Britain's foreign secretary called Friday for "much more" work to be done in Myanmar before sanctions on the isolated nation could be lifted, after a historic meeting with democracy icon Aung San Suu Kyi.
William Hague, the first British foreign minister to visit Myanmar in over half a century, met with Suu Kyi for about one-and-a-half hours following a dinner with her and meetings with senior government members on Thursday.
After the talks in Yangon, he praised promising steps that have been made since the nominally civilian government took power in March but said "much more needs to be done" if restrictive European Union measures are to be lifted.
He called in particular for the release of political prisoners, free and fair by-elections in April and improved humanitarian access to ethnic conflict areas.
"It is very important that we do not relax the pressures prematurely," he said on the last day of his trip, describing himself as a "great admirer" of the Nobel peace laureate Suu Kyi and her struggles for freedom and democracy.
"This is a very exciting time because there is a chance that what she and her colleagues have hoped and longed for for so long will actually take place in this country."
Myanmar has played host to a series of top international envoys in recent months after controversial 2010 elections heralded the end of decades of direct military rule.
Suu Kyi, who has grown cautiously positive about Myanmar's future recently, said she expected to live to see a "full democratic election" in Myanmar, in comments to the BBC before her dinner meeting with Hague.
After meeting with him again on Friday, she said she looked forward to the time when Britain and Myanmar's relationship improves and becomes "mutually beneficial".
The Nobel laureate is on course to run in April 1 by-elections after her National League for Democracy (NLD) was officially allowed to register as a political party on Thursday.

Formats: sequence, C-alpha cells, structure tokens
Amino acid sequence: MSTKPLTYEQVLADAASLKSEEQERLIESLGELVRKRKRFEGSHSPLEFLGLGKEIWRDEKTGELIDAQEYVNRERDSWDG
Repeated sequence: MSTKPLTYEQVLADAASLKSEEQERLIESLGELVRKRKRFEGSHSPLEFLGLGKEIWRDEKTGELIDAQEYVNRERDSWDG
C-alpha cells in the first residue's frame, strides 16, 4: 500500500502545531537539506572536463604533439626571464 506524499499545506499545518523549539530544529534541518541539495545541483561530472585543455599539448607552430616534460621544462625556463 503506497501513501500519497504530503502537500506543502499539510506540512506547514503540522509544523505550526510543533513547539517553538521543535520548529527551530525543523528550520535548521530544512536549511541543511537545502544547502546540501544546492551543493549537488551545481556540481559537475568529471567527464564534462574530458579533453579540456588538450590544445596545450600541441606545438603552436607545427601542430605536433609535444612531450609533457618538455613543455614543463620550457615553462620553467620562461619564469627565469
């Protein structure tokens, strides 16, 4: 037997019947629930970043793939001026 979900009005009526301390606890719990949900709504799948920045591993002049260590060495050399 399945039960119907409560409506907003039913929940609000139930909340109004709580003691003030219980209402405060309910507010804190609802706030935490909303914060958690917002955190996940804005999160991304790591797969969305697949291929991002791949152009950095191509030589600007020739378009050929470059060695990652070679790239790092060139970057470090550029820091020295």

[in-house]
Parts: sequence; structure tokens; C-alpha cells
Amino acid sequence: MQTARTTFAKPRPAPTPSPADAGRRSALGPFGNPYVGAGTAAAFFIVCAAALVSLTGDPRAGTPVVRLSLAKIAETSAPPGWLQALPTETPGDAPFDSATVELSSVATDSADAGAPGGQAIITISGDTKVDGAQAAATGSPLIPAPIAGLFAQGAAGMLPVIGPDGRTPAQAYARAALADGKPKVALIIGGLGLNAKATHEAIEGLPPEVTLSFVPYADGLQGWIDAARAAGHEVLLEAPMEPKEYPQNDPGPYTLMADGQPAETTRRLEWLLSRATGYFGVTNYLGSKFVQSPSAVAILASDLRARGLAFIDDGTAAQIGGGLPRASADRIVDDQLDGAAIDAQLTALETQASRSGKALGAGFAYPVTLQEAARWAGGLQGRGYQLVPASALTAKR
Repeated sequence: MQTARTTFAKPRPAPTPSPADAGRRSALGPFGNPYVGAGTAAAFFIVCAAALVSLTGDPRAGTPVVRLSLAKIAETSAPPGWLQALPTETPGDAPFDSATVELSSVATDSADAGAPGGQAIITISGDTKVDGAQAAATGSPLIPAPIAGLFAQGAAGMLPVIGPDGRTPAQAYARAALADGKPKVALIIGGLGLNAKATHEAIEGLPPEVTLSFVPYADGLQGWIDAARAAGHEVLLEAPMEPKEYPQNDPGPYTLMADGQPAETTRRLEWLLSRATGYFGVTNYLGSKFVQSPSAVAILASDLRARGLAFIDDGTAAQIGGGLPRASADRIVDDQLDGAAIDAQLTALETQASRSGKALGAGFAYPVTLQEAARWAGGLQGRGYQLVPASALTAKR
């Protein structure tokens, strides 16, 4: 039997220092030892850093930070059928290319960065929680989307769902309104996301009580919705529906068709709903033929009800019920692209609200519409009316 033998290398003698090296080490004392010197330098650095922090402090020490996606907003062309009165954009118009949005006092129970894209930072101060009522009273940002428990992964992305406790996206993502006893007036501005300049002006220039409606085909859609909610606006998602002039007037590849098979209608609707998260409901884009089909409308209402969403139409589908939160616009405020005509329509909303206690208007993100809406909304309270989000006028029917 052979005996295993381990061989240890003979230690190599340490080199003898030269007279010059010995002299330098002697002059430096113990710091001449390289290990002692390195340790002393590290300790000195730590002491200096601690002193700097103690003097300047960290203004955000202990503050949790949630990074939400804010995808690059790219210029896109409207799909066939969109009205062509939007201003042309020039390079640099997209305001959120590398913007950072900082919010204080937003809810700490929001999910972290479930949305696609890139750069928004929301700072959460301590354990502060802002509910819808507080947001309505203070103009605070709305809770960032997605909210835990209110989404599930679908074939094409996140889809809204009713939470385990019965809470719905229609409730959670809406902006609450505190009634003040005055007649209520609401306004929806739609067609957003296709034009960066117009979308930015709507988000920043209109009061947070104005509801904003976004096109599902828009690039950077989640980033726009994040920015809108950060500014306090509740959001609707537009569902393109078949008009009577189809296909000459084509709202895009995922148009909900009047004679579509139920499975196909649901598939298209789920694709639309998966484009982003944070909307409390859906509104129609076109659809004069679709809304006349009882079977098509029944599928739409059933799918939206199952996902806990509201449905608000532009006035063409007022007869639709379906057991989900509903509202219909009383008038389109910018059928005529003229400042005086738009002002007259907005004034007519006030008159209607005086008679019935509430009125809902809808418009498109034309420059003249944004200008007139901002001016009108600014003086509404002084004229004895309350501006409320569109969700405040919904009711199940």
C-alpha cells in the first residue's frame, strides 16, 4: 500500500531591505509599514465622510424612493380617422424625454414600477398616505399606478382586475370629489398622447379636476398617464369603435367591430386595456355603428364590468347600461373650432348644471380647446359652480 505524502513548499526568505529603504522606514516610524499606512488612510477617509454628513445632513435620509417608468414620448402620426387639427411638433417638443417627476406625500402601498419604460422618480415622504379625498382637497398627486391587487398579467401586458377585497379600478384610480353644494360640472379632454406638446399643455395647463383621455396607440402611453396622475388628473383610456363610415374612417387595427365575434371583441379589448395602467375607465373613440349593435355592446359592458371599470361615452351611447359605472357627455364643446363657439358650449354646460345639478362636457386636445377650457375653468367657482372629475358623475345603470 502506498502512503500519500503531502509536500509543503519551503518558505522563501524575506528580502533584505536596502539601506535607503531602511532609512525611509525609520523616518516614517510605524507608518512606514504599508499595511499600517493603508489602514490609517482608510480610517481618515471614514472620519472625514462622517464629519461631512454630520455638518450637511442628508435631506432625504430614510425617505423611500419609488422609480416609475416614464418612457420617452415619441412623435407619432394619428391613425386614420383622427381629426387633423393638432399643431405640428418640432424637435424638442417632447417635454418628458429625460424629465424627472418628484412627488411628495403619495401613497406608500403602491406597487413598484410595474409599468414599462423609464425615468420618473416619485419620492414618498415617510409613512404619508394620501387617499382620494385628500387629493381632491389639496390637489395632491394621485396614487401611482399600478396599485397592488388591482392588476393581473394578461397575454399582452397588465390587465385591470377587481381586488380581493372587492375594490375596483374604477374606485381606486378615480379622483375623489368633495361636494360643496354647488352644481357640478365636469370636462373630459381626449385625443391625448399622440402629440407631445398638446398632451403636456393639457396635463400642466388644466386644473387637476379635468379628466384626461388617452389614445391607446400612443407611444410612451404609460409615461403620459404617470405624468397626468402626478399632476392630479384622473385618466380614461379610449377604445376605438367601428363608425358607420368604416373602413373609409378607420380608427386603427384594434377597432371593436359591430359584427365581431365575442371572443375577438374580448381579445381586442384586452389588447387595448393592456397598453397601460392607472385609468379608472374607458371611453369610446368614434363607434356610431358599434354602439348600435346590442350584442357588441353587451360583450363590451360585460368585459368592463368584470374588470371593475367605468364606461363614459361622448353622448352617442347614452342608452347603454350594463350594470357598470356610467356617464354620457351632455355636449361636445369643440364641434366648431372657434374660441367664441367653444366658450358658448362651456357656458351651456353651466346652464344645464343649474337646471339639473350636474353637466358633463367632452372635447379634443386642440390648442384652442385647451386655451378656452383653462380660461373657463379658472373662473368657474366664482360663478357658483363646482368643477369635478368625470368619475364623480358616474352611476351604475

Suu Kyi, who was freed from seven straight years of house arrest days after a November 2010 election, could be propelled into parliament by the upcoming poll, although the majority held by the army and ruling military-backed party will not be threatened.
Since taking office last year Thein Sein -- himself a former junta general -- has surprised observers by holding talks with Suu Kyi, suspending an unpopular Chinese-backed dam project and indicating a desire to reach out to the international community.
Some political prisoners have also been released but the government this week caused disappointment when it announced reduced jail terms for inmates but failed to issue a much-anticipated amnesty for detained dissidents.
Hague's trip, the first by a European Union foreign minister since the new government took power, is the latest round of international diplomacy aimed at urging on the budding reforms.
"I made clear that the British government stands ready to respond positively to evidence of further progress towards that lasting improvement in human rights and political freedom that the people of Burma seek," he said in a UK Missions statement following talks with the president.
Hague's visit echoes that of US Secretary of State Hillary Clinton, who met Thein Sein and Suu Kyi during a trip to Myamar at the end of last year.
British International Development Secretary Andrew Mitchell travelled to the country in November and Japanese Foreign Minister Koichiro Gemba visited in December.